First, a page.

Step 2. Metallic sodium obtained through the electrolysis of sodium chloride.
Step 3. Boric acid converted from borax.
Step 4. Trimethyl borate synthesized from esterification of boric acid in methanol.
Step 5. Sodium hydride produced from metallic sodium reacting with hydrogen.
Step 6. Synthesis of NaBH4 via the reaction of trimethyl borate with sodium hydride.
Step 7. Methanol recycled from the hydrolysis of sodium methoxide.

The original fuel cycle, based on sodium borohydride (NaBH4) and ammonia borane (NH3BH3).

The revision in the concept combining the regeneration of the spent borohydrides and the used catalysts with the green electricity is reflected in(1) that metallic sodium could be produced from NaCl of high purity obtained from the conversion of the byproduct in the synthesis of NH3BH3 to devoid the complicated purification procedures if produced from seawater; and (2) that the recycling and the regeneration processes of the spent NaBH4 and NH3BH3 as well as the used catalysts could be simultaneously carried out and combined with the proposed life cycle of borohydrides.

[] – The Concept about the Regeneration of Spent Borohydrides and Used Catalysts from Green Electricity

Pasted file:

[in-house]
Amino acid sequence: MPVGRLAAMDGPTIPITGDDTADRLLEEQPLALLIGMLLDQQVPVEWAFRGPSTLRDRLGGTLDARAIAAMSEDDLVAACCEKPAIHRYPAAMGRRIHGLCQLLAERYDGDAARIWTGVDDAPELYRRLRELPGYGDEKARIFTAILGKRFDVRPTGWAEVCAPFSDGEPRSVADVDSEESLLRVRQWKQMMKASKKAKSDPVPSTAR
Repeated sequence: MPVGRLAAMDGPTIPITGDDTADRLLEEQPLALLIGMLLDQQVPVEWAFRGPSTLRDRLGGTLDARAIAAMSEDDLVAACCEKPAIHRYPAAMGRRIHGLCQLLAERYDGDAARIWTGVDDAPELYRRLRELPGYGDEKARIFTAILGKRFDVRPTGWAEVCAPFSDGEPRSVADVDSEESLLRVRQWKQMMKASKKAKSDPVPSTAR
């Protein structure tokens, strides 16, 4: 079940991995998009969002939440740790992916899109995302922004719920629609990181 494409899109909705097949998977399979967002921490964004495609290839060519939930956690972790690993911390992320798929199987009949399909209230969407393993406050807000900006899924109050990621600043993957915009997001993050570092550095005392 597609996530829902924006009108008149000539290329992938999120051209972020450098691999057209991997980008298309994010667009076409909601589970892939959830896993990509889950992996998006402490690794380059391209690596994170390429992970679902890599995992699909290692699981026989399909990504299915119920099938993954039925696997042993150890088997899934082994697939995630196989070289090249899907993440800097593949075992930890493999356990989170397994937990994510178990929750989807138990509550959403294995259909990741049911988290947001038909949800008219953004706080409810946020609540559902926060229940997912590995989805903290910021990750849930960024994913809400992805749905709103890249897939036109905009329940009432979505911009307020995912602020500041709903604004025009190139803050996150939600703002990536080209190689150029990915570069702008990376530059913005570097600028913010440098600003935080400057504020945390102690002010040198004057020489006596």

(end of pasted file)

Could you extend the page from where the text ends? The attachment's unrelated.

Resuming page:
Note that this research was published before H2-Fuel came out in the open about their method of extracting as much hydrogen as possible from NaBH4, namely via ultra-pure water and limited amounts of HCL.

[deepresource] – Production of NaBH4
[deepresource] – NaBH4 – The Vice-Admiral Has a Message for Dutch Parliament
[deepresource] – H2Fuel – Hydrogen Powder NaBH4

World’s Largest Chinese Jackup Vessel With 2000 Ton Crane

Lifting capacity: 2000 ton, sufficient for 10 MW turbines.

[] – World’s largest offshore wind platform delivered in E.China

Kick-off Building Nexans Aurora Submarine Cable Layer

The hull is to be built in Crist, Poland. The rest at Ulstein Verft in Norway. Completion date 2021. Purpose: connection offshore wind farms with onshore grids.

[] – Ulstein Kicks Off Nexans Aurora Construction

New DEME Jackup Ship Apollo to be Inaugurated Tomorrow

Croatian built, Uljanik Shipyard. Leg length 107 m. Crane 800 ton. Owner: Flemish DEME Group.

[] – Apollo Readies for Naming Ceremony
[] – Nieuwste self-propelled jack-up vessel ‘Apollo’ naar eerste opdracht
[] – DEME
[] – Uljanik

1600 Ton Offshore Wind Monopiles in China

To be built in a series of 500. Realization 5 months. Principal: SPIC Guangdong Electric Power Co., Ltd. Destined for Chinese record water depth of 37 m and 3.2 GW project power.

[] – Record-Breaking Monopiles Roll Out in China